DURBAN, S. Africa (Reuters) - Intermittent use of the cancer
drug interleukin 2 (IL-2) can boost the immune system of
HIV-infected patients already taking standard antiretroviral
drugs, conclude researchers from the US National Institutes of
Health (NIH), in Bethesda, Maryland.
"After a year there was a substantial increase in CD4 (immune
cell) counts," in patients taking combination therapy,
explained study co-author Dr. H. Clifford Lane. He presented
the findings, which are to be published in the July 12th issue
of The Journal of The American Medical Association, at a press
briefing held here Saturday as part of the XIII International
Antiretroviral drug cocktails--powerful combinations of
protease inhibitors and other HIV-suppressing medications--have
helped many HIV-infected patients keep the symptoms of AIDS at
bay over the long term.
The NIH researchers speculate that IL-2, which has long proven
useful against certain cancers despite its sometimes toxic side
effects, might also give 'added value,' to standard HIV
Although IL-2 has no direct effect in suppressing the
proliferation of HIV, it does have a stimulating effect on the
growth of immune system CD4 cells, which are white blood cells
that are the prime targets of the virus that causes AIDS. In
fact, low levels of CD4 cells in the blood are an ominous
indicator of a weakened immune system, signaling that the
patient may be vulnerable to the infections and illnesses that
In their study, Lane and his colleagues assigned 39
HIV-positive adults a combination of standard anti-retroviral
therapy and 5-day courses of twice-daily injections of IL-2,
given once every two months over the course of a year. Another
group of 43 patients received anti-retroviral therapy alone.
"After one year there was a very substantial increase in the
CD4 count in the IL-2 treated group" compared with those who
went without the drug, Lane told reporters. Patients on
IL-2/antiretroviral therapy saw their CD4 cell counts rise an
average of 112% over the course of treatment, compared with a
rise of just 18% in those receiving standard therapy.
The researchers note that improvements in immune function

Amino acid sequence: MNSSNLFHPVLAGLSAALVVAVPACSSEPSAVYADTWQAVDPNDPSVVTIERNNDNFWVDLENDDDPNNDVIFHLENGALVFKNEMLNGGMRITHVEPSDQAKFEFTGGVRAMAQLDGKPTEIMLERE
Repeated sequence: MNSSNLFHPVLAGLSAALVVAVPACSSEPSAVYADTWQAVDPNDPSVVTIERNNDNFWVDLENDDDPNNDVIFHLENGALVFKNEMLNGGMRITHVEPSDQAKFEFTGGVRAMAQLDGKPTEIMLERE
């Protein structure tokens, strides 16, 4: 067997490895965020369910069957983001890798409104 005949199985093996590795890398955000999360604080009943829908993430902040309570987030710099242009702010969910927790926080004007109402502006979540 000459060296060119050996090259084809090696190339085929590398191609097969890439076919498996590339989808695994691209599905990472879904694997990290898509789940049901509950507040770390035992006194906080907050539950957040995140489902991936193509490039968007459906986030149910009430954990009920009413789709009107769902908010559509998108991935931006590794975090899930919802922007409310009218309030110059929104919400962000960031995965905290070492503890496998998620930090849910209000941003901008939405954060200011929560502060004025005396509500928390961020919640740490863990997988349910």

seemed to rise with increasing dosage of IL-2, with those
receiving the highest dose charting a 207% rise in CD4 cell
counts compared with the average 39% increase seen in patients
on the lowest dose.
Finally, the NIH team was pleased to report that the viral
load--a measure of the amount of virus found in a patient's
blood--actually fell slightly in those taking IL-2 compared
with those not taking the drug. In fact, two-thirds (67%) of
patients taking IL-2 saw their viral load level decline to the
very low level of fewer than 50 copies of HIV per milliliter of
blood. In contrast, just 37% of those who did not take the drug
achieved that goal.
There was a down side to the combo therapy, however. IL-2,
while safe over the long term, does have side effects. "Toxic
effects were common among patients," on the IL-2 therapy, the
researchers report, and included flu-like complaints such as
fever, fatigue, and muscle aches. However, most patients were
able to minimize these effects by skipping or re-scheduling
IL-2 dosages, or by using pain-relievers such as ibuprofen or
Lane also pointed out that once IL-2 nudges CD4 to healthier
levels, treatments can be stretched out over longer and longer
intervals before the next booster treatment is required.
"You get the (CD4) pool large enough and it replicates and
replenishes," he told Reuters Health. "We've had patients who
haven't had a cycle of therapy for three, four years."
The next step, he said, will be to find out if IL-2-generated
CD4 cells are as functional and effective as immune cells
produced the natural way. Two international trials, involving
thousands of patients are underway to assess whether the rise
in CD4 prompted by IL-2 is of lasting clinical benefit.
Lane is betting the results will be positive. "As best we can
tell in tests in the laboratory these cells are
indistinguishable from other CD4 cells," he said.
SOURCE: The Journal of the American Medical Association (JAMA)